The range of motion and strengthening of the hip following total hip replacement must be instructed to the patient. The hip joint moves in many planes which differs it from the knee. The hip joint moves up and down (flexion/extension), in and out (abduction/adduction) and rotation (internal and external rotation).
The muscle that allows the hip to leg lift is the quadriceps. to bend is the ilio-psoas, to extend hip backwards is the gluteal muscle, to bring leg out and in are the abductor/adductor group and finally to rotate are the smaller internal/eternal rotators. When the hip joint is replaced it also acts as a ball and socket joint.
With the start of physical therapy the patient must expect pain and stiffness in the joint. You might be using a walker or crutches to ease the discomfort of weight bearing. In time weight bearing becomes easier and less painful.
The physical therapist knows the limitation of motion of the total hip replacement and should definitely convey them to you on first visit. There are certain motions to avoid dislocating the hip in the early goings.
The involved leg should not cross the mid line, the hip should not go beyond 90 degrees of flexion and internal rotation must be avoided. During this phase set a goal to ambulate 100 yards and start going up and down steps.
To start toning up the quadriceps and gluteal musculature the physical therapist will demonstrate quad and gluteal sets. With patient supine hip and knee flexion(only to 90 degrees hip flexion) will be performed. If the patient has difficulty performing these the therapist can introduce a sliding board or powder board to cut down the friction.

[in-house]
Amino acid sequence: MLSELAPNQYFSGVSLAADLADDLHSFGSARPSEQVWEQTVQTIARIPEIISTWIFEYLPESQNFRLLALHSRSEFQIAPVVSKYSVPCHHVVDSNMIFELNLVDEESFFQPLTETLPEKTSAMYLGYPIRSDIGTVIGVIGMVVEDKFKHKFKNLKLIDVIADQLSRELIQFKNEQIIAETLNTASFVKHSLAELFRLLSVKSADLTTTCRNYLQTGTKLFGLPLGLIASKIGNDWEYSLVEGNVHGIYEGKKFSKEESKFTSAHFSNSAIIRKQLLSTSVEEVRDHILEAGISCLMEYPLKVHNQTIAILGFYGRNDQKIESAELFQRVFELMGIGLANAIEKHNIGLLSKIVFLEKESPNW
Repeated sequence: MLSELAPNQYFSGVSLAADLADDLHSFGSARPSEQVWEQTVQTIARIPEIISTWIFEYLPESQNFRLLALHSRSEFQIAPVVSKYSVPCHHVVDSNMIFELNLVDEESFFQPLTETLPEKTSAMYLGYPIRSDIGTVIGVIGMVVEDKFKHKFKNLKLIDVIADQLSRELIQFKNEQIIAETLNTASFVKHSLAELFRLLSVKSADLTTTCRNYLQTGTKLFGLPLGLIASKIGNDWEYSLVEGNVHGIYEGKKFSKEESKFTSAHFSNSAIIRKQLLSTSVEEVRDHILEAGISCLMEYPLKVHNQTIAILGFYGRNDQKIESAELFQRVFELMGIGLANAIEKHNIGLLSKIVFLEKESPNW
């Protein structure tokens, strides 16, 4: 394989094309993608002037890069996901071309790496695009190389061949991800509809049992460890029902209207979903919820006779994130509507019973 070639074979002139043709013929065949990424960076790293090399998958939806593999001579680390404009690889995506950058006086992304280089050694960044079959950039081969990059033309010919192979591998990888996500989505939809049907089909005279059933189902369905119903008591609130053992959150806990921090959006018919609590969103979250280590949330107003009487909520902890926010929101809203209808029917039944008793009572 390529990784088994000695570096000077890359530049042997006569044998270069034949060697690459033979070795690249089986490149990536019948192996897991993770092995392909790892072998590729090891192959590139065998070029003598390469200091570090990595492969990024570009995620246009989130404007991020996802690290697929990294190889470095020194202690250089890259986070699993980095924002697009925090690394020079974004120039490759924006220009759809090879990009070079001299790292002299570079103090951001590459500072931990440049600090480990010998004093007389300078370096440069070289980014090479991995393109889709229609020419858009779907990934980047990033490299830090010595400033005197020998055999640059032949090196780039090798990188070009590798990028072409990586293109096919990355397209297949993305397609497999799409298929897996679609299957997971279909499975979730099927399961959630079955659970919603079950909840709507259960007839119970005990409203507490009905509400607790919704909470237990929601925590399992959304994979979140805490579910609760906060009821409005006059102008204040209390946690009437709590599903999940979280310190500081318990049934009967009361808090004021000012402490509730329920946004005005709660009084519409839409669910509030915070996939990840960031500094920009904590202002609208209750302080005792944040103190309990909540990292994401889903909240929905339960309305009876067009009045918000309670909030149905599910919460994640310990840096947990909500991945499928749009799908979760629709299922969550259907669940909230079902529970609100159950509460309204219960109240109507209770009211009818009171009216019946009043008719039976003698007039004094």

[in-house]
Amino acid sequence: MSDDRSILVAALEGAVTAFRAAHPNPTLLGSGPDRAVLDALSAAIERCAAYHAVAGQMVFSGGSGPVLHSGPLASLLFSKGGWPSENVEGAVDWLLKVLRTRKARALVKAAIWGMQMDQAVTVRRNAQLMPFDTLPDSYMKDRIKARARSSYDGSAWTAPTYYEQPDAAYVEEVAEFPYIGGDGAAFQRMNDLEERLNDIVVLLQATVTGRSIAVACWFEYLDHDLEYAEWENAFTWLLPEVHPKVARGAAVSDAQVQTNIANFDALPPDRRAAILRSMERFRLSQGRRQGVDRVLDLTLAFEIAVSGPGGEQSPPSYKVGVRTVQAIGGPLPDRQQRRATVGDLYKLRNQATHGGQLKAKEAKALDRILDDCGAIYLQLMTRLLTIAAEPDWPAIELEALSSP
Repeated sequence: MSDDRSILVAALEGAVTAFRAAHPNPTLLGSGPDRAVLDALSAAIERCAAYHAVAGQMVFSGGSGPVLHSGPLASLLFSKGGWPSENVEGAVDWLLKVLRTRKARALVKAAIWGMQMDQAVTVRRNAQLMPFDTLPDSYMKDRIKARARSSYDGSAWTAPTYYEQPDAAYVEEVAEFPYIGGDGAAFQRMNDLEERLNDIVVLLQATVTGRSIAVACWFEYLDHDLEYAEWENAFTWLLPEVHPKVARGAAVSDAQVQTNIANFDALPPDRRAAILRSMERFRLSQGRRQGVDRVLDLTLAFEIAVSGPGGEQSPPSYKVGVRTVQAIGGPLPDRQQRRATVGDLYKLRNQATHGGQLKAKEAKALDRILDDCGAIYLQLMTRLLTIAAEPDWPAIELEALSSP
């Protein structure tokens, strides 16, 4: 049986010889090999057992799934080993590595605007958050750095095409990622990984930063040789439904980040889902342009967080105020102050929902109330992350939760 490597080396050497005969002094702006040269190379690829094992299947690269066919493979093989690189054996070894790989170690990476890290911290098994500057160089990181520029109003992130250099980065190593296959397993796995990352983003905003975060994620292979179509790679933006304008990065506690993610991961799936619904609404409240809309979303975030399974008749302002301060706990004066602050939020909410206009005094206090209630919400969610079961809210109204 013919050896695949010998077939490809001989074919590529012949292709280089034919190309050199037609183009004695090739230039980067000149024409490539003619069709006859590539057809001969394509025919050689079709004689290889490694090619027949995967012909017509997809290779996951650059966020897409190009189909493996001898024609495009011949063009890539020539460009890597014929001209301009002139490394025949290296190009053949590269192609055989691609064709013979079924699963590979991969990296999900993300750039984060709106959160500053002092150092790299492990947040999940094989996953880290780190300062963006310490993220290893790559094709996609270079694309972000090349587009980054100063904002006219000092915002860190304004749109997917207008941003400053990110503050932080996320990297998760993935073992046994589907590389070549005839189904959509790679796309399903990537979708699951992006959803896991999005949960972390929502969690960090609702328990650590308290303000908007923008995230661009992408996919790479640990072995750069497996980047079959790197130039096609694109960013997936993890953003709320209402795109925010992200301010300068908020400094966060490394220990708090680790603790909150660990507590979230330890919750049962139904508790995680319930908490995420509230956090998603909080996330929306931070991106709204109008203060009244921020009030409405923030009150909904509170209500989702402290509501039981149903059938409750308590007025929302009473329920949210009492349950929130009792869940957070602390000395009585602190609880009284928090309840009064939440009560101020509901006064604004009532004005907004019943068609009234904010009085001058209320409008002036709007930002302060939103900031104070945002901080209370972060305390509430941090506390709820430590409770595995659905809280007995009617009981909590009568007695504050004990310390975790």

In supine position the patient will start active hip abduction/adduction. It must be stressed in these exercises not to rotate the leg internally which is very common here. Knee extension for the knee joint and quadriceps strengthening is performed by placing a wedge under the knee to create a 30-45 degree angle. The patient then extends the knee into a holding pattern. Also important in the early stages is range of motion of the ankle to prevent calf atrophy and ankle stiffness. To help ease the pain of these exercise the therapist can apply a mild heat to the hip followed by ice application after the exercises.
The total hip patient must use chairs with arm supports so you can use your arms to slide into the chair and avoid bending the hip too much. Patients can speak to a physical therapist or home care provider to purchase or rent a total hip chair.
The patient should never sit on the floor, low stools or low toilet seat. Modified toilet seats are definitely available and I highly recommend. Reaching to put on your shoes or socks must be avoided. Use a reacher and wear slip on shoes. Always keep an eye on your patella while performing range of motion exercises as an indicator if you are internally rotating. Many patients sleep with a wedge or pillow between the knees so as to avoid the leg crossing the mid line.
The success of total hip replacement depends on your consistency and dedication to following the guidelines of your surgeon and physical therapist. Performing your strengthening and range of motion exercises is extremely important to getting back to normal functioning.
The majority of patients with total hip replacement can resume nornal activities and live pain free in the hip region.